Sharyl Williams, a nurse in the intensive care nursery, looks forward to the Addisons' visit every Thanksgiving. She witnessed Chrissy's arrival at 4:16 a.m. on Aug. 11, 1988--3 1/2 months ahead of schedule.

At that time, technology was not nearly as advanced as it is now, and the prognosis was grim, said Williams, expertly cradling a baby in the crook of her left arm.

"Christina was not expected to survive," she said. "She was a very sick baby. But she came out a lot more vigorous than expected. This was a family that was very, very involved in the child's care."

The Addisons came to the hospital every day, not sure if it would be their last visit with their daughter.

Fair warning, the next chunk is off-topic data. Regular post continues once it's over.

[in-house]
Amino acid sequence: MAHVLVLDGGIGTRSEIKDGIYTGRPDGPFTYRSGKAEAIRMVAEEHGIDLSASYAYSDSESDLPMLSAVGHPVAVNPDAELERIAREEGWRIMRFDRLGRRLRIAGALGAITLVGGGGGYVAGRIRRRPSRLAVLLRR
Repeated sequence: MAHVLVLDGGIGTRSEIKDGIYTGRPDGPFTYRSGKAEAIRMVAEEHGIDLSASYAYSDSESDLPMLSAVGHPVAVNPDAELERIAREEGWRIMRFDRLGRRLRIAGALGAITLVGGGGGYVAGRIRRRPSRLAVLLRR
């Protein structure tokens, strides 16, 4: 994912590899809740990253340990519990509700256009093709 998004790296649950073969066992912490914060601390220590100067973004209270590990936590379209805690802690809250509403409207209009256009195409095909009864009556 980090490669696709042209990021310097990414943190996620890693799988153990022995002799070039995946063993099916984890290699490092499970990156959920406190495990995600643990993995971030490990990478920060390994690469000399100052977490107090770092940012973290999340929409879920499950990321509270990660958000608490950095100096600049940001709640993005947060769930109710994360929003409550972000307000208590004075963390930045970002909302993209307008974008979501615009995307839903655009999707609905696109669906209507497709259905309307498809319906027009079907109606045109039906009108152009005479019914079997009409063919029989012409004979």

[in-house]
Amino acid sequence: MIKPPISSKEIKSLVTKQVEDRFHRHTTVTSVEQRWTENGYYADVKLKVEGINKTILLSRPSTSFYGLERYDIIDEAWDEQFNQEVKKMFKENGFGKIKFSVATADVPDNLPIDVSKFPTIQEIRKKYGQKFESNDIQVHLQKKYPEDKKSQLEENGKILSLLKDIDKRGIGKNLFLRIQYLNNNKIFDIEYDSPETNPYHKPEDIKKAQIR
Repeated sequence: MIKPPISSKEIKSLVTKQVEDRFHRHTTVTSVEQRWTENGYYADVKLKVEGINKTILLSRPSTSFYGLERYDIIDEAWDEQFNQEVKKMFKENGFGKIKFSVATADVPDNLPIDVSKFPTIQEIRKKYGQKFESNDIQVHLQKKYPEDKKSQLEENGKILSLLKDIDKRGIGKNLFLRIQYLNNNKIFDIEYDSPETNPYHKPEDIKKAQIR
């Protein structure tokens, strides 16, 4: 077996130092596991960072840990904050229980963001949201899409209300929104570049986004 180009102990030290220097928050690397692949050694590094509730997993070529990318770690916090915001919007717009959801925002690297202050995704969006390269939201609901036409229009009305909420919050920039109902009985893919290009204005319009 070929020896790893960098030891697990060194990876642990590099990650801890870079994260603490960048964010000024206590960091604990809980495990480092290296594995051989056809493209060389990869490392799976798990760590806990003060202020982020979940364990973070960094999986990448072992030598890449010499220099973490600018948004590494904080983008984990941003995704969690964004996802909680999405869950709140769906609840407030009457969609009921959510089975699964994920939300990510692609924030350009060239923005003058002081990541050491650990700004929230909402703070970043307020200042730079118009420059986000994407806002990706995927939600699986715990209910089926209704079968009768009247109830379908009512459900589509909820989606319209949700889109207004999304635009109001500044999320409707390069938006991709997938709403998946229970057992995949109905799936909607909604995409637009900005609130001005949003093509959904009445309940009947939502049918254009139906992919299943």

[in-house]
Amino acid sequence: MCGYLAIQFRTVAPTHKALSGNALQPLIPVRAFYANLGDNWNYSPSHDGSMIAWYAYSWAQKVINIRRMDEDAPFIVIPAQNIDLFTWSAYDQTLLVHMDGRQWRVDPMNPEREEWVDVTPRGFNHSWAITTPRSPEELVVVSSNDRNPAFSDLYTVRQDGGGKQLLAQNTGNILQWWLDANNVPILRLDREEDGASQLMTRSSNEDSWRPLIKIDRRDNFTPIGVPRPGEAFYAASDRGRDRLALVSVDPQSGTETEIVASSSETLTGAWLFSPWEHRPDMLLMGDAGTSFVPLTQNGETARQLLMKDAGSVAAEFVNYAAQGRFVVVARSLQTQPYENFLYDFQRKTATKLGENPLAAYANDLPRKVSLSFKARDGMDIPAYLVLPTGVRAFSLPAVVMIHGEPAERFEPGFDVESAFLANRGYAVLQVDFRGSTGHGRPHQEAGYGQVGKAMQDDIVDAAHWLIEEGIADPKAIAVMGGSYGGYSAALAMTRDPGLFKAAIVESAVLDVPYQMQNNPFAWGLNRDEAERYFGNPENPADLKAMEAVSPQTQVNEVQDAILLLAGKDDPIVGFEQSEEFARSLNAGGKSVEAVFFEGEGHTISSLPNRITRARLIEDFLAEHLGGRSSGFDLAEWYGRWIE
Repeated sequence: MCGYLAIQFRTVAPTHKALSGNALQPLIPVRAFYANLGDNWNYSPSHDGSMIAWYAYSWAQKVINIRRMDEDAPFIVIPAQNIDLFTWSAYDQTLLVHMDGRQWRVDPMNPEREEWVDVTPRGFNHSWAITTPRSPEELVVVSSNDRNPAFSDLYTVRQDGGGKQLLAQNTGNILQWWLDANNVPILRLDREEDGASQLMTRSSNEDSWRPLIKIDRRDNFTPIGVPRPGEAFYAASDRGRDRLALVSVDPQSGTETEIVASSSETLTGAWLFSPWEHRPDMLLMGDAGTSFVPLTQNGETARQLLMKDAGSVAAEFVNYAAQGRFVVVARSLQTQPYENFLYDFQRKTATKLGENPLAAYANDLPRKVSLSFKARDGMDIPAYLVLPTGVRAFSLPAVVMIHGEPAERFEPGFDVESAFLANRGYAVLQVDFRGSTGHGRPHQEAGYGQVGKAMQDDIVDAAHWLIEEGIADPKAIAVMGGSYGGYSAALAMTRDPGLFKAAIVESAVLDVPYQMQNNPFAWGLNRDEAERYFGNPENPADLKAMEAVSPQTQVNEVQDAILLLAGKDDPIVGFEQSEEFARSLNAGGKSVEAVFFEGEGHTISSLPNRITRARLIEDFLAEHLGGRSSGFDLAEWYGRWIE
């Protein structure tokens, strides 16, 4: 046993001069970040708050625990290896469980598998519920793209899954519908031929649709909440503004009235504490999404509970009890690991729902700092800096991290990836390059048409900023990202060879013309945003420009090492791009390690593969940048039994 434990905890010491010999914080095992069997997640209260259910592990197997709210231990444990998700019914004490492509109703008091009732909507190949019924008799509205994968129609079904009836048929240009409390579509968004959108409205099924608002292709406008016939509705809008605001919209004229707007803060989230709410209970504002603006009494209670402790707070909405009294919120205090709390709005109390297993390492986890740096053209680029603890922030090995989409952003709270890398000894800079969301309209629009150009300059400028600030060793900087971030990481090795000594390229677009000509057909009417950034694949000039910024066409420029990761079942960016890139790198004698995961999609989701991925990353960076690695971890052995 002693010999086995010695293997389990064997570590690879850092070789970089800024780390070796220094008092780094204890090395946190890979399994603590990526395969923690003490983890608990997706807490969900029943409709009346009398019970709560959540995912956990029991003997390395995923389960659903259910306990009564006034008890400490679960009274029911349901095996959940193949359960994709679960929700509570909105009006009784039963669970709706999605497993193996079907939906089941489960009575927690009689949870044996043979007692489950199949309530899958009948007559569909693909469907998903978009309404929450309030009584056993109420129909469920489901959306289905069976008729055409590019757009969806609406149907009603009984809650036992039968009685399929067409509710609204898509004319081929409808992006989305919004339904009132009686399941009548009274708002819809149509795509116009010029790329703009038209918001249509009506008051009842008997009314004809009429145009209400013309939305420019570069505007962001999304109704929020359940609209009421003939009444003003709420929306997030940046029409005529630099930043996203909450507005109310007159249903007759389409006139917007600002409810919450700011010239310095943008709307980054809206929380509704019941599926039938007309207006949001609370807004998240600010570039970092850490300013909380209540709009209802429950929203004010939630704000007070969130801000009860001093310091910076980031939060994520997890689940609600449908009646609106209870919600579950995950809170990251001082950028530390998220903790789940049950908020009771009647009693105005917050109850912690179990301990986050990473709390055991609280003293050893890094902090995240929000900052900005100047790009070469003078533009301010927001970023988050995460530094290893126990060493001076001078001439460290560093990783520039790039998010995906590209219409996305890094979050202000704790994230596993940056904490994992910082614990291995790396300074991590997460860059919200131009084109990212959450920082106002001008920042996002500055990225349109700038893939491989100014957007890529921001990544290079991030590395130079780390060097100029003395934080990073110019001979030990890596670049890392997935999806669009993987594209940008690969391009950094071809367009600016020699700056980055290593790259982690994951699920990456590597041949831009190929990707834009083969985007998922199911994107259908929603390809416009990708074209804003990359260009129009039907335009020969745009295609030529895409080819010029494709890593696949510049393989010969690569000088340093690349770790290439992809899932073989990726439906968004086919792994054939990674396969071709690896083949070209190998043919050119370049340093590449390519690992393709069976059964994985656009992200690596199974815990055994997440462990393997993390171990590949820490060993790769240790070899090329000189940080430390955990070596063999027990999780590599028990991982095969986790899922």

They measured progress in ounces, starting when Chrissy weighed only about as much as a can of biscuits. Then she started losing weight, dipping to a harrowing 15 ounces.

"We were scared," said her father. "But I was attached--hook, line and sinker."

Everyone always thinks he's a dead ringer for Chuck Norris, so Addison put a plastic action figure made in the actor's image in his daughter's incubator so "daddy" could watch over her.

As days grew into weeks, and weeks into months, the nurses suggested that Tom Addison buy his daughter some clothes. He found some pretty dresses just her size, in the doll aisle at Toys R Us.

The Addisons photographed every milestone along the way. Chrissy wearing the Redskins cap her aunt knitted for her. Chrissy clinging to her daddy's finger. Chrissy all dressed up in the angel costume her mommy sewed for Halloween. And, at long last, Chrissy cuddled in her parents' arms.

"We didn't know if those were the only memories we would have," said her mother, a computer technician. "She was doing good, then she'd have a relapse."

Finally, Dee Addison, who had already lost one child, heard the words she was aching to hear: Chrissy is going home.